Connecting those who have served in Japan.

Winners of the Fifth Annual #HolidaysinJapan Photo Contest

We’ve selected a winner for JUMP’s fifth annual #HolidaysInJapan photo contest. Thank you to all of our JUMP members who shared their pictures with us this year. As always, we were impressed by the quality of the entries. Japan looks great when viewed through the lenses of our American members.

This year’s winning entry came from Joni Abando, shared with us via his Instagram profile, bitoypalaboy. Abando is currently serving in the U.S. Navy as a Chief Petty Officer in Yokosuka, Japan.

Abando took the winning photo of Mount Fuji on one of his weekend trips to the mountain. “Mt. Fuji is the most iconic symbol in Japan. It is always a sight to see… especially when it is covered with snow. Every weekend, I always try to go the area around Fuji Five Lakes to see Mt. Fuji. This photo does not show how truly beautiful it is: Mt. Fuji plus the sunset is simply amazing.” As his prize, Abando will receive a gift basket valued at $100 in goodies.

Although Abando claims his photography is just a hobby, he has a beautiful portfolio you can access online. He also provided us with a number of other beautiful images, which you can see below:

We also selected two runner-up entries.

GL Morris is a retired Navy Commander who served five tours in Yokosuka, Japan over a 23-year career. His wife, Yuka, hails from the vicinity of Matsumoto, Nagano Prefecture. This picture was taken in the early morning hours of January 1, 2015, shortly after Morris, Yuka, and their family returned to Japan for Greg’s final sea tour as a Department Head (HOD) onboard the USS George Washington (CVN-73). Morris enjoys photography as a side hobby, and loves capturing images of everyday life, far beyond typical tourist destinations.

After watching the annual NHK Kohaku Uta Gassen (Red-White Song Battle) with Yuka’s family, they visited the local shrines after the stroke of midnight. Walking into the Hachiman Shrine in Ikeda-Machi, Morris was struck by how the light from the burning logs played off the snow, torii gate, and stone features on the grounds of the shrine. Where in previous years light and some warmth had come from fires in barrels, in 2015 the shrine ingeniously used split logs to light the path and warm visitors standing in line. Despite the cold, snow, and ice, many of Ikeda’s residents – both young and old – visit their local Shinto shrines and Buddhist temples after midnight in a mix of social, spiritual, and familial ritual.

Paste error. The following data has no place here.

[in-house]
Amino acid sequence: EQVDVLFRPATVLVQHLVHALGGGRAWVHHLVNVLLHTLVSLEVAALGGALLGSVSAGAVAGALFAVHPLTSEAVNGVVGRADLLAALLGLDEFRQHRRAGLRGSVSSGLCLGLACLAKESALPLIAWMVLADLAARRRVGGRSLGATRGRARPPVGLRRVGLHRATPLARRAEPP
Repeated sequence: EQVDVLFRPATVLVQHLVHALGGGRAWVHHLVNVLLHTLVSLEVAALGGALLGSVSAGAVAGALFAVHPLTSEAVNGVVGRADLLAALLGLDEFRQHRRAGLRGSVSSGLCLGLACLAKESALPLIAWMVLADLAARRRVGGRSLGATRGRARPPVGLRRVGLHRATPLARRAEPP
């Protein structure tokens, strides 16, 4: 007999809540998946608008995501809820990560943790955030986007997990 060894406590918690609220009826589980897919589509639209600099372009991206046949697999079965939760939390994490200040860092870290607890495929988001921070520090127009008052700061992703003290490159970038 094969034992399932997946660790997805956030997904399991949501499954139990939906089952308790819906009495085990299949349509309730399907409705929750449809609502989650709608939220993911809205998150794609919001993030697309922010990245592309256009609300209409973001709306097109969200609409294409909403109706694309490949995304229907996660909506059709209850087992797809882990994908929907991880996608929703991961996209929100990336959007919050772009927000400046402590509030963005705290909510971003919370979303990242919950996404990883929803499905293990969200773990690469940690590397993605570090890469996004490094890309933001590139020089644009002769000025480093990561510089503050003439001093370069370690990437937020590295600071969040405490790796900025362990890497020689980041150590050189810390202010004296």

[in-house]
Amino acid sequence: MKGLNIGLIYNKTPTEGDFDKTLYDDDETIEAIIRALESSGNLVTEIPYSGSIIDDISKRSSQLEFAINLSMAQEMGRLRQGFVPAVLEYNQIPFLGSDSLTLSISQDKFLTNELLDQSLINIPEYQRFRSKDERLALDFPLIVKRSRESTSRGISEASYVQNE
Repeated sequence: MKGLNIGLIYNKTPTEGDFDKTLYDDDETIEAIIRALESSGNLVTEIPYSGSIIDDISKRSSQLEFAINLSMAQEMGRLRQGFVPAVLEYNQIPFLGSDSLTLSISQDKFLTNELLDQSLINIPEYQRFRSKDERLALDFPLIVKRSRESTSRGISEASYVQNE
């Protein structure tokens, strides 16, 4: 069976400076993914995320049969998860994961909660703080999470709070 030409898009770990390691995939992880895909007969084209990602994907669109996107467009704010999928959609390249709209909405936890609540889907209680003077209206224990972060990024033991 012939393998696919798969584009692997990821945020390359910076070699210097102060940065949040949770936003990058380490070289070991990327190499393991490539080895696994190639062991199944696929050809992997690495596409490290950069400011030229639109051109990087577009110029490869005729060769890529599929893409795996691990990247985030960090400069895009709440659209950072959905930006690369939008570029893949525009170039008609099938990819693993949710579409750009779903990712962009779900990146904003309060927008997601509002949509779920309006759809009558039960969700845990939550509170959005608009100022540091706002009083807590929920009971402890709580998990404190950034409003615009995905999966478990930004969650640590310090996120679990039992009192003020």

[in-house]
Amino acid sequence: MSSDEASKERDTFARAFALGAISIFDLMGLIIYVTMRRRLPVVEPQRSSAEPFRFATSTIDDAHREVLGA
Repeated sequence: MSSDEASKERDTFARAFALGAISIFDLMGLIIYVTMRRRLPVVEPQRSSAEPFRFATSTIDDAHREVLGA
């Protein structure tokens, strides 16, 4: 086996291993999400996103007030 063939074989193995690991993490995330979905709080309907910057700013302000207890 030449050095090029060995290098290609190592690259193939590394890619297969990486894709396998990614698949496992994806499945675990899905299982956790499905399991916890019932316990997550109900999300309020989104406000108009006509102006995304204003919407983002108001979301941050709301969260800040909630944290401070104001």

Rob Dahlin, a Navy Captain who lived on Yokosuka Navy Base, submitted the painting-like photo below of a koi feeding frenzy he shot while visiting the Yokohama Hakkeijima Sea Paradise on the day after Oshougatsu (New Year’s Day) in 2015. He shared the image with us via his Instagram account, robaydahlin. Rob took this picture while his daughter was feeding the koi.

He described his visit this way: “We loved seeing all of the exotic sea life throughout the park and especially enjoyed the giant aquarium with an aquatube where it felt like we were in the water with the fish. The park was very easy to get to from Yokosuka and also included other fun activities like a large roller coaster that runs out over the water.”

We appreciated seeing all the submitted photos and thank you to everyone who sent in entries!


JUMP Program curates news and opinions from media outlets around the world in order to present a holistic view of the U.S.-Japan relationship.

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